greg_may_ - on 06 Mar 2018
In reply to wintertree:

Sign not in use. 

Bellie on 06 Mar 2018
In reply to Neil Williams:

It doesnt matter if you are in a defender, in the kind of conditions weve had up here in the hills, it only needs a few cars to get stuck and you are all stuck.  Then more extra resources are needed to get folks unstuck.  Road closures arent taken lightly... Especially when it comes to major high level through routes.  

 

CasWebb - on 06 Mar 2018
In reply to wintertree:

I remember that in years gone by the road was ploughed and gritted as far as the cattle grid just past the firing range, but the weardale side was rarely ploughed as it was a different council. 

tinnishill on 19 Mar 2018
In reply to neil684:

In the late 80's the A66 was officially shut by the cops due snow. We were trying to cross the moor westbound in 2 army 4 tonners; bottom gear, 4 wheel drive, walking speed. The trucks were chained together so that  the rear one could pull the leader out backwards when we bogged. A bloke in a Ford Sierra estate repeatedly tried to overtake us.

Trangia on 19 Mar 2018
In reply to tinnishill

> In the late 80's the A66 was officially shut by the cops due snow. We were trying to cross the moor westbound in 2 army 4 tonners; bottom gear, 4 wheel drive, walking speed. The trucks were chained together so that  the rear one could pull the leader out backwards when we bogged. A bloke in a Ford Sierra estate repeatedly tried to overtake us.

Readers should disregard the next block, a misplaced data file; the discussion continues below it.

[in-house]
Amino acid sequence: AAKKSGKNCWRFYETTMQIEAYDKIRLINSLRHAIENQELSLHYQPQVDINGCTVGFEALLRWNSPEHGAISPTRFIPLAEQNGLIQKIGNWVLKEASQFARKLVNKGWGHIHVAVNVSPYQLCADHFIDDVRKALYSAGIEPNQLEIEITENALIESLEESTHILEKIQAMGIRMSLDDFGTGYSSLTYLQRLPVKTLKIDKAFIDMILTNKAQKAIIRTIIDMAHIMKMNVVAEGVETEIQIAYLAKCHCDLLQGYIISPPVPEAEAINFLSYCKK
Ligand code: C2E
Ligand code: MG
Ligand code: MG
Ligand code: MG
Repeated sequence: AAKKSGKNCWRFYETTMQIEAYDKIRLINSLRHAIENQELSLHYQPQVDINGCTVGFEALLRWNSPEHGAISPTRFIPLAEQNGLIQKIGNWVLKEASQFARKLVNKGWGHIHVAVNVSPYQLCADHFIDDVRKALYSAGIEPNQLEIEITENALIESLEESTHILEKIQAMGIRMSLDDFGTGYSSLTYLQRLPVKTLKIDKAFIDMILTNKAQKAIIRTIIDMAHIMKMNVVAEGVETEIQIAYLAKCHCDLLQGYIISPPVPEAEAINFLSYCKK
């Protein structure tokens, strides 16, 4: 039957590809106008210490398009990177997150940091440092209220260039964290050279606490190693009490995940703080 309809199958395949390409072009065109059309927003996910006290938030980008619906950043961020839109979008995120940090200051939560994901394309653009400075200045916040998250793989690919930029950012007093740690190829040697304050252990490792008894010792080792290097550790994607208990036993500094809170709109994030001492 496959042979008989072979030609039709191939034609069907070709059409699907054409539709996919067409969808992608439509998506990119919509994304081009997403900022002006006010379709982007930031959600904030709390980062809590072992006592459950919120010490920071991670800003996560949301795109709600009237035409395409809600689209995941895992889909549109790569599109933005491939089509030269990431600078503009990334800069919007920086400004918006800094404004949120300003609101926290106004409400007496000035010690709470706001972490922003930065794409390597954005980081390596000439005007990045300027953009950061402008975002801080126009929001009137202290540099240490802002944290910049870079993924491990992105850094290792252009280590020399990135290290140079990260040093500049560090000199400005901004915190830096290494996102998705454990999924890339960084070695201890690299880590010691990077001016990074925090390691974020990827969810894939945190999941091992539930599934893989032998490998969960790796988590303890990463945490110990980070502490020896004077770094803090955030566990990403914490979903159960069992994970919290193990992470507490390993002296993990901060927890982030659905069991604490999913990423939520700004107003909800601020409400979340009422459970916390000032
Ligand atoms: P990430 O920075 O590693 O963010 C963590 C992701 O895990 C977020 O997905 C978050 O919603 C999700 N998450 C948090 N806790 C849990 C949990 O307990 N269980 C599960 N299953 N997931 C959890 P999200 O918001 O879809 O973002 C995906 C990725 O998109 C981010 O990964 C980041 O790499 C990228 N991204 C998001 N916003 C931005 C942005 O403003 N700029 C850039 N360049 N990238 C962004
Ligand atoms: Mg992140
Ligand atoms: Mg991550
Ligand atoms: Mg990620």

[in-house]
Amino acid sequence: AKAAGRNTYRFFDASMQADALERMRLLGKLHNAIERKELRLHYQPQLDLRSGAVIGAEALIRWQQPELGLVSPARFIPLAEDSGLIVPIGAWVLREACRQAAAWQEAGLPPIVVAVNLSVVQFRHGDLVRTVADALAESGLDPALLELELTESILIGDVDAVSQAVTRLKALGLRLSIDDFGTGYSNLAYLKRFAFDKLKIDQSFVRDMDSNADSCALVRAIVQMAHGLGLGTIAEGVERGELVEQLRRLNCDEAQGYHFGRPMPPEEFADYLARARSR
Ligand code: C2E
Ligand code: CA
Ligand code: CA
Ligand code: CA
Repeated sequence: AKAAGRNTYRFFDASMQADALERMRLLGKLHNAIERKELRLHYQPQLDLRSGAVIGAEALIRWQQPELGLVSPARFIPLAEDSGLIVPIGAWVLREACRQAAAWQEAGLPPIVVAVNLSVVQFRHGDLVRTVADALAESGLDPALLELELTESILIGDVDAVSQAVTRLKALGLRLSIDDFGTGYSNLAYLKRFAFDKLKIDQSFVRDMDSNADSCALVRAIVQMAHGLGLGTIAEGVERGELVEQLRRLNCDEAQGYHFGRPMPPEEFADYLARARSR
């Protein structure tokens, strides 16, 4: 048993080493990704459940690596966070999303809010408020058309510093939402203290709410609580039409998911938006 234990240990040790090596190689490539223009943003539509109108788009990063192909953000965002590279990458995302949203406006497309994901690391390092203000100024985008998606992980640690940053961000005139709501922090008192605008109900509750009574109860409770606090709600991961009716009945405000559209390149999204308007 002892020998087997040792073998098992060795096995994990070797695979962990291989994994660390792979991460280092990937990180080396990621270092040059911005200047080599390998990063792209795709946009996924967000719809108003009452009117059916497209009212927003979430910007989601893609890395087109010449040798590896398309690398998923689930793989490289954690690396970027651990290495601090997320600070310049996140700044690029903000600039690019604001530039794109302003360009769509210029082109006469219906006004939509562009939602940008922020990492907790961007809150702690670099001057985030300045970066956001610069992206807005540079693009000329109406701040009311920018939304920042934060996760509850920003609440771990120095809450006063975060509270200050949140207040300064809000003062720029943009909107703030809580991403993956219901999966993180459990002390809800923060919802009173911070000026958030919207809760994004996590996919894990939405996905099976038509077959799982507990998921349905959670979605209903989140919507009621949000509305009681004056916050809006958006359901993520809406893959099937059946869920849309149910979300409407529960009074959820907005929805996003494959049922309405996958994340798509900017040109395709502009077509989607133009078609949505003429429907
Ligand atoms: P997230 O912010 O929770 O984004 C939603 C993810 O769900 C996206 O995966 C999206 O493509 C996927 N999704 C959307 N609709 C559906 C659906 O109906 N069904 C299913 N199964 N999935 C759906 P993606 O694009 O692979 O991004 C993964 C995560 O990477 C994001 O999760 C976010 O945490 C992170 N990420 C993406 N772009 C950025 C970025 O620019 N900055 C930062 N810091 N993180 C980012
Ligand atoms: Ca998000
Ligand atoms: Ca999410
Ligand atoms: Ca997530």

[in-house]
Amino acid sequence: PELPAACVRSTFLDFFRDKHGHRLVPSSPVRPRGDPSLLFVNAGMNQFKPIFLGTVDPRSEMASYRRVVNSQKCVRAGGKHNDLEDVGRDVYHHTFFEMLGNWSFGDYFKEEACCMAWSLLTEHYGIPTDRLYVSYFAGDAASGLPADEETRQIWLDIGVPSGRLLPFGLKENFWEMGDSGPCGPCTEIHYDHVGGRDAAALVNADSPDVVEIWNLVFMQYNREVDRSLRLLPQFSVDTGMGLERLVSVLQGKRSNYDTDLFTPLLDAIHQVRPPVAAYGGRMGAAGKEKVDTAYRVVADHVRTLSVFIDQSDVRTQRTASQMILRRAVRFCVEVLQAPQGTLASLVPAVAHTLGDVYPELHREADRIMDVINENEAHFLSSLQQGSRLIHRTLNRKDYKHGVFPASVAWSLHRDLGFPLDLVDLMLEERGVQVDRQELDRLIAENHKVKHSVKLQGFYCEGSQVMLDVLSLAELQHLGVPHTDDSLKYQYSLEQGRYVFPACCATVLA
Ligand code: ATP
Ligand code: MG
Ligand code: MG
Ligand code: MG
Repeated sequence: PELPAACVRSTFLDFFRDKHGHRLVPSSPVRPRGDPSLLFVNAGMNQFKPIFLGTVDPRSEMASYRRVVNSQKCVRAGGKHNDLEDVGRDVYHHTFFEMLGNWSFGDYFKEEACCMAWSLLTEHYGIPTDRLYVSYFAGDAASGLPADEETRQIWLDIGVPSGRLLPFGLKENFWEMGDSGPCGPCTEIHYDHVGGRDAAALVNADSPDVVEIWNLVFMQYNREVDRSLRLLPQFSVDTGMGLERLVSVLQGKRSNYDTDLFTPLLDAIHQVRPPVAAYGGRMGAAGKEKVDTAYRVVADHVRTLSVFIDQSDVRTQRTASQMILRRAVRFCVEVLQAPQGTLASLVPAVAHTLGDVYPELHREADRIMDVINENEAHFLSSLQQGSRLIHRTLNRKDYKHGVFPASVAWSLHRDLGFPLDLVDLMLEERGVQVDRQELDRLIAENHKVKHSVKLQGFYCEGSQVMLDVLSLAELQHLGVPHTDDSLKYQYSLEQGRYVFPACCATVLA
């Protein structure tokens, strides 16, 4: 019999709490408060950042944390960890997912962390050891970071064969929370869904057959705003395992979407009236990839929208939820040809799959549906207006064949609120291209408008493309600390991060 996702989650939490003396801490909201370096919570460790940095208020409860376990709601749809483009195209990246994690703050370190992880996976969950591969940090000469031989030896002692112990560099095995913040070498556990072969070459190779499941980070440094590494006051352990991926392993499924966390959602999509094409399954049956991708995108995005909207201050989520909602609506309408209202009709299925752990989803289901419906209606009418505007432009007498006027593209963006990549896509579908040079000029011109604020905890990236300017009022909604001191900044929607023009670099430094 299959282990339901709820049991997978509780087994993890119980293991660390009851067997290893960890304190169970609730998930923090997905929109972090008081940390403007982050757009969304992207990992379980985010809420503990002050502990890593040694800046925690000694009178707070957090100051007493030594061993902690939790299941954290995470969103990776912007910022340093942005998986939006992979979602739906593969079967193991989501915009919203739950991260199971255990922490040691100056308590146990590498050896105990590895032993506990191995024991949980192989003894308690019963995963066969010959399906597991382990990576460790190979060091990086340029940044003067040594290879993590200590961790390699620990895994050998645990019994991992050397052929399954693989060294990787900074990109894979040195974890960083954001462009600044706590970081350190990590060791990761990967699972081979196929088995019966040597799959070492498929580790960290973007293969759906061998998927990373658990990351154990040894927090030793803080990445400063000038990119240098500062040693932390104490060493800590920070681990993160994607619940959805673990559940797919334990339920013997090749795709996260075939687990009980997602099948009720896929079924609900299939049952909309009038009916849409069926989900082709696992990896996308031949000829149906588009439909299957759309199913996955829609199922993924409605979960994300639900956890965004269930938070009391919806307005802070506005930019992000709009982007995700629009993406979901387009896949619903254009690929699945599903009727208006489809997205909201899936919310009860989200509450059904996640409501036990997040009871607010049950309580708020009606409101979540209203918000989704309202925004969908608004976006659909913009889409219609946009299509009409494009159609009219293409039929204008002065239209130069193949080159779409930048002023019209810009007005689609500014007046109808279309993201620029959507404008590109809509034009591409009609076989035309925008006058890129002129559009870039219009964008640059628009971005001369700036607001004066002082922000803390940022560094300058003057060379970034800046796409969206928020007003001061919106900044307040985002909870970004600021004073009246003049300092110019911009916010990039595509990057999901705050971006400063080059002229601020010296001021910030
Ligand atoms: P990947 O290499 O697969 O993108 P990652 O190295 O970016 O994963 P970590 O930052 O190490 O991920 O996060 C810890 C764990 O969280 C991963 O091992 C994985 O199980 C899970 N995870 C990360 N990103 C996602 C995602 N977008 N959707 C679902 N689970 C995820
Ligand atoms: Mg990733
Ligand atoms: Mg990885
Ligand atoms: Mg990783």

Was his name Ronnie Pickering?

Post edited at 20:20
Ridge - on 19 Mar 2018
In reply to Trangia:

Who?

Trangia on 19 Mar 2018
In reply to Ridge:

RONNIE PICKERING!

andrewm1000 on 22 Mar 2018
In reply to neil684: related to the topic. Yesterday afternoon on summit plateau on Ben Nevis I had to call MRT because a 45 year old without crampons nor axe couldn't get down. He had slipped and cut his hands trying to stop himself sliding on the ice (surface was like concrete) and then really couldn't move safely. Great response from coast guard and MRT and helicopter winched him off an hour later. Question though - why can't there be a large information sign at bottom of the mountain track saying If you don't have axe and crampons and know how to use them then don't proceed past Half way Lochan or similar. I met several people in trainers who were going to see 'how far they could get' and thankfully most turned around before red burn. I'm sure this has been asked before. Although some people would no doubt ignore the info. I don't think such information is displayed. E.g. 20 March Severe conditions, ice - crampons and ice axe and other winter precautions required. Regards Andrew